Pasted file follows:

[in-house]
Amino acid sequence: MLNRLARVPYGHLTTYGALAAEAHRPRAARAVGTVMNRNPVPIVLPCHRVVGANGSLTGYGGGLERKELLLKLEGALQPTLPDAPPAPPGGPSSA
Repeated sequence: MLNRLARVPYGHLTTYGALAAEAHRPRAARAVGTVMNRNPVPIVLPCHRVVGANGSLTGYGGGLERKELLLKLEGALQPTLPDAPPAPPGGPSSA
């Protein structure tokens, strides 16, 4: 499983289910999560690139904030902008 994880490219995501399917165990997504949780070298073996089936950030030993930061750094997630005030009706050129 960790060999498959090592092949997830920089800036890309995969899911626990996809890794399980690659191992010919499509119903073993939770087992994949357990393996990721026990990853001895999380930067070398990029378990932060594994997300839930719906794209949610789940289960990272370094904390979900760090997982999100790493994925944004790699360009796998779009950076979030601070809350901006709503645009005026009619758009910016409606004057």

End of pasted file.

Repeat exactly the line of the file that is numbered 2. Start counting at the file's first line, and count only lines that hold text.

Amino acid sequence: MLNRLARVPYGHLTTYGALAAEAHRPRAARAVGTVMNRNPVPIVLPCHRVVGANGSLTGYGGGLERKELLLKLEGALQPTLPDAPPAPPGGPSSA